Joe Strummer: Past, Present & Future

Joe Strummer was a hugely talented and revered musical artist, most especially for his work with The Clash, widely acknowledged as one of the most influential groups of all time.  This year marks the 30th anniversary of the first gig played by Joe’s first band, The 101’ers, at the Chippenham Pub, on Chippenham Road W9 – the group’s name derived from the squat they were living in at the time at 101 Walterton Road.

In 1976 Strummer left The 101’ers to join The Clash; his connection with the diverse culture of this area of West London continued to resonate throughout his life – referenced in many of his lyrics and through his uniquely inclusive musical style, drawing on musical traditions from around the world.

Following his sudden death in December 2002, the community housing association Walterton & Elgin Community Homes (WECH) began to organise an exhibition to celebrate his spirit and energy.

The result is the exhibition ‘Joe Strummer – Past, Present and Future’ at londonprintstudio.  Curated as an installation by artist Gordon McHarg, with the close cooperation of the Strummer estate, the exhibition sets out to encapsulate the vibrancy of Strummer’s life and honour his continuing inspiration to musicians and fans.

‘Joe Strummer – Past, Present and Future’ contains a unique selection from Strummer’s personal archives, including never-before-seen handwritten lyrics, personal drawings and scribblings, rare artefacts and posters that he made at Paddington Printshop (now londonprintstudio) some thirty years ago.  Visitors will also be able to share the experience of sitting around one of Strummer’s legendary campfires, meeting-places for thousands of people every year at Joe’s flag-bedecked camp at Glastonbury.

The show will also contain a large number of never-before-exhibited photographs of Joe Strummer by Julian Yewdall, photographer of The 101’ers and The Clash; his images present a unique and intimate portrait of the musician in his early years.

The exhibition also contains hundreds of handmade flags created by residents at the WECH Summer Festival and art workshops at the WECH Youth Club. These flags, representing the workshop participants’ own cultural origins and personal inspirations, will bring the spirit of Strummer into the present and back to the area that meant so much to him, creating a vibrant and touching celebration of his life.  Visitors to the exhibition will be encouraged to make a flag to add to the show.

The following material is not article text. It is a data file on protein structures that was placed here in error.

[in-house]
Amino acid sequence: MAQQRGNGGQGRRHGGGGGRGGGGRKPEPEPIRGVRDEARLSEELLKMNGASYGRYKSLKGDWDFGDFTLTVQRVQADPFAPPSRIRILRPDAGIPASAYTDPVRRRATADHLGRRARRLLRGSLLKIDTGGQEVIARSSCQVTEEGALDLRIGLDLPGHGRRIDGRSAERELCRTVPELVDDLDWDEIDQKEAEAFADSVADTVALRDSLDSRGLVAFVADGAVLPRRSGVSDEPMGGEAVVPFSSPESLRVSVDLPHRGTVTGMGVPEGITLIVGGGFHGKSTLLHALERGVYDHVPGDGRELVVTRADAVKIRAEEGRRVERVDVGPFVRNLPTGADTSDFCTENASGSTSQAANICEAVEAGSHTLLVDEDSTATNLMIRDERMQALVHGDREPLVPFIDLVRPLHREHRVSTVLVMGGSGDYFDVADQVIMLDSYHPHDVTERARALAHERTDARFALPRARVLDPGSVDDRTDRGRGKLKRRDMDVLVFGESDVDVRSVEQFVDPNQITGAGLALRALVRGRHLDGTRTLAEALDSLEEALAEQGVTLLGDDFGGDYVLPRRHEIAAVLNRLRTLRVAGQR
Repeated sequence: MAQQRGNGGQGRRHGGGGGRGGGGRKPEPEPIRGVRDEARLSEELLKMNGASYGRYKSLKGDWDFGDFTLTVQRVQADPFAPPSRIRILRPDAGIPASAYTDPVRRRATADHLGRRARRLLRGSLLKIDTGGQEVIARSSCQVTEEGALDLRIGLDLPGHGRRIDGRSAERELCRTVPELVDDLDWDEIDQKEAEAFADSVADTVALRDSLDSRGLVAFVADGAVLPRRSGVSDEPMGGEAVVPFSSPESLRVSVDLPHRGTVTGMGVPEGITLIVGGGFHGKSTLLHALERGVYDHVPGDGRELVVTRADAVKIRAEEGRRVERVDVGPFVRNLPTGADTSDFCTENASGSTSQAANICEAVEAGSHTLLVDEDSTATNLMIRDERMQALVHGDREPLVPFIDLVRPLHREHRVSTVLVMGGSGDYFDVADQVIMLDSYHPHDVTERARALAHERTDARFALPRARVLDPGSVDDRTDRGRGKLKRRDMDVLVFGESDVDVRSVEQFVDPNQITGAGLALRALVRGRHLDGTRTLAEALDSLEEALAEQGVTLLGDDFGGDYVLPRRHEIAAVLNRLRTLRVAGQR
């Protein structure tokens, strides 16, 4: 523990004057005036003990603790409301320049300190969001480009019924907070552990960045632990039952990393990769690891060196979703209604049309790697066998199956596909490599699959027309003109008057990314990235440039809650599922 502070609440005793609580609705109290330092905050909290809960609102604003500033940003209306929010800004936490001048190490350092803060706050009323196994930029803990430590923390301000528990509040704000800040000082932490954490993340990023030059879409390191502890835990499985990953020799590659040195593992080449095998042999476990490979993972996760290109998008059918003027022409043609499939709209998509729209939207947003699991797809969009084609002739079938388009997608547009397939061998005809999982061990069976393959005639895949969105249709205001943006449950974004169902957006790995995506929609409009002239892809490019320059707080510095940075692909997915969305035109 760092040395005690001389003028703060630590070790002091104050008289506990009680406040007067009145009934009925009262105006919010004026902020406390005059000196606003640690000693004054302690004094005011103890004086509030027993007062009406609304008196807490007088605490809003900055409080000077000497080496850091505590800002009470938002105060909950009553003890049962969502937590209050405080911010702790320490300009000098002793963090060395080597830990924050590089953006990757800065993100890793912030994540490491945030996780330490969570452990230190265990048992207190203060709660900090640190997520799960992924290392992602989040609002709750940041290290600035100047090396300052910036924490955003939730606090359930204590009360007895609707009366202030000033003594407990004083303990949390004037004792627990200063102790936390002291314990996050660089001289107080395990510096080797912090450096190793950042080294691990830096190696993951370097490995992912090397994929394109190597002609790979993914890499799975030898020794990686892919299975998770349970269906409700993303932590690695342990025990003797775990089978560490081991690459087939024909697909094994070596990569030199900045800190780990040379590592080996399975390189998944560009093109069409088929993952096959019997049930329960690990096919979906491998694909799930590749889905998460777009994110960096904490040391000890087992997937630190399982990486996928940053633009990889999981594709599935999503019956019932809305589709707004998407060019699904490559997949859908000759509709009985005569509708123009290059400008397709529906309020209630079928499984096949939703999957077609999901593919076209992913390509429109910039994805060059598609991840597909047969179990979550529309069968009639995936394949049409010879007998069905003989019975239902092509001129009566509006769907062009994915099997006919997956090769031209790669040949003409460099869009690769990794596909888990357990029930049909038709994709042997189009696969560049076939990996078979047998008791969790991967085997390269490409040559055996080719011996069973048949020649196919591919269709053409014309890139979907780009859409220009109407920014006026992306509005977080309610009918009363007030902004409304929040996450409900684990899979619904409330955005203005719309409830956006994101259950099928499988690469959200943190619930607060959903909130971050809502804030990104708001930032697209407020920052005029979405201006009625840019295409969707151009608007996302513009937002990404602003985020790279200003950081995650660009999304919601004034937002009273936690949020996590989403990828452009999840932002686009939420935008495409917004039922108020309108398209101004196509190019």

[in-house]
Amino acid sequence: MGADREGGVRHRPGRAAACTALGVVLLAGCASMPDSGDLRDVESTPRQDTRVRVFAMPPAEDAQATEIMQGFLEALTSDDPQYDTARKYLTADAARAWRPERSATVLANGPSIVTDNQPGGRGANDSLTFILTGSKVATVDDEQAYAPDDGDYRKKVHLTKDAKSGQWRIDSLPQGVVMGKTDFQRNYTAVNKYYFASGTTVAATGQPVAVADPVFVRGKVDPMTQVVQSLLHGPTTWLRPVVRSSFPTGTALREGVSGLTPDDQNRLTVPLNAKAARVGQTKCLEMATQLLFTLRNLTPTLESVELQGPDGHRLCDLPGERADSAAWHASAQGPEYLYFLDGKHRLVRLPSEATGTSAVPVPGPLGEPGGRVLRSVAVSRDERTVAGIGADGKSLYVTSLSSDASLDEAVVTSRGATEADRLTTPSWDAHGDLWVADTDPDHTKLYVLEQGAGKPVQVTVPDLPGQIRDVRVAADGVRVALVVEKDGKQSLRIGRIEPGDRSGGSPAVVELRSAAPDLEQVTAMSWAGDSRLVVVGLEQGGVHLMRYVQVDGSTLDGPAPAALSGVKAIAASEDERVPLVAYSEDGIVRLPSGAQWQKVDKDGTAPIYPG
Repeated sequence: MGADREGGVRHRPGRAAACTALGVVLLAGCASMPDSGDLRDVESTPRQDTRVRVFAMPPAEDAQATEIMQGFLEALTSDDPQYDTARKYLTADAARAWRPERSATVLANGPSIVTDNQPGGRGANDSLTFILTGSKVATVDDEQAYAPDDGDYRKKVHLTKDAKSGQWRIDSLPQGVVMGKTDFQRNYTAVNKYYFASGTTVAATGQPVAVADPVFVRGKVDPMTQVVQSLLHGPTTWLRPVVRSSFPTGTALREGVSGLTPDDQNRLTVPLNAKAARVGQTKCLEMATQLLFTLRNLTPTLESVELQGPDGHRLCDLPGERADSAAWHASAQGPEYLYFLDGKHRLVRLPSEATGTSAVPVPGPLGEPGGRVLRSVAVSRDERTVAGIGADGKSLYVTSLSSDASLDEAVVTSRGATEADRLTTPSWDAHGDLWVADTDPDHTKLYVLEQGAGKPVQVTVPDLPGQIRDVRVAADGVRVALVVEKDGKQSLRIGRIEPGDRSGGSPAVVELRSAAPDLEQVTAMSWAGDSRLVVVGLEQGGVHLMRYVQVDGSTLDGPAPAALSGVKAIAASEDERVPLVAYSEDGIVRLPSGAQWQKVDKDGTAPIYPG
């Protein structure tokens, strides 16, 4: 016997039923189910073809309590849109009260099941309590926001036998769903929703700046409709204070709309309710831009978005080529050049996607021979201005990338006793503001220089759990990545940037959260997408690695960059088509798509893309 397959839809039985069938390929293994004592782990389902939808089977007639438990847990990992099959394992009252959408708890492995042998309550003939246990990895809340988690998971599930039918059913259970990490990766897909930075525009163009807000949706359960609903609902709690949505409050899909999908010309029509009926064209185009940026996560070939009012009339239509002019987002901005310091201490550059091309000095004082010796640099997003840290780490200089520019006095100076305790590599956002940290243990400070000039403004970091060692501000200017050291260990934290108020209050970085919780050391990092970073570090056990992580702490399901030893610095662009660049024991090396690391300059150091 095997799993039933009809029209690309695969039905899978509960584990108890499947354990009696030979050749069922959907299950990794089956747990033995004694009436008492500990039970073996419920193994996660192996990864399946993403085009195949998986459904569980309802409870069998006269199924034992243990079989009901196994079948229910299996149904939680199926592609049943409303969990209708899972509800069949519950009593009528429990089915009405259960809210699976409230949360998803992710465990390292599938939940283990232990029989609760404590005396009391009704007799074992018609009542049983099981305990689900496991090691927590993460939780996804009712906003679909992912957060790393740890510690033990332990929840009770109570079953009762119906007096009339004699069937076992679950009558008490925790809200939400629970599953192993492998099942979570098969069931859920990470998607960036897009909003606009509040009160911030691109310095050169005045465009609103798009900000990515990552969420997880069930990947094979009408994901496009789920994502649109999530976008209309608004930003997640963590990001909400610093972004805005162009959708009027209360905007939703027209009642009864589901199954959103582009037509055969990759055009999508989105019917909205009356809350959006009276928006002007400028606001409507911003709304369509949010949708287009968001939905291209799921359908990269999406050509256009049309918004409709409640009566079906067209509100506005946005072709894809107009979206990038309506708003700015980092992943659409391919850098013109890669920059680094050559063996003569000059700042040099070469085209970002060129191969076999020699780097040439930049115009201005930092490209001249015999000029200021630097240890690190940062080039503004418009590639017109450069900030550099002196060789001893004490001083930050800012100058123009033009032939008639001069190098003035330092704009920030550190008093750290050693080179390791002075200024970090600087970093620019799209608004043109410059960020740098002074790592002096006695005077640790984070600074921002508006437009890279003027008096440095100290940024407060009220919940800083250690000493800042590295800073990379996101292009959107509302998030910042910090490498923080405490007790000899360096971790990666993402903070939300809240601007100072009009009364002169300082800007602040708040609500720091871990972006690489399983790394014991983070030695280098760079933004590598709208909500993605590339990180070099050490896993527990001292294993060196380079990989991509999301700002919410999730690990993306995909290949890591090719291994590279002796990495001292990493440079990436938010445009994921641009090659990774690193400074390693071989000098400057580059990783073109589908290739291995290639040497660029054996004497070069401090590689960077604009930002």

Debs Bourner the Community Services Manager for WECH sums up the exhibition as; “This exhibition demonstrates the energy of the area.  It is the product of a community that strives to have it’s voice heard and campaigns for positive change and local improvements. The creation and on-going activities of WECH, the squatting campaign and these Joe Strummer events have all evolved from the residents themselves, a quality very much in keeping with the spirit of Joe and his beliefs”.

In the words of Gordon McHarg, “This exhibition shows that Joe Strummer’s energy can still create waves in the present day – bringing together different communities in a spirit of friendship and action to create something special.”

The exhibition will also raise awareness of the Joe Strummer charity Strummerville, which intends to enable the production of music by creative young people who would otherwise be prevented from doing so simply because they lack the necessary funds.

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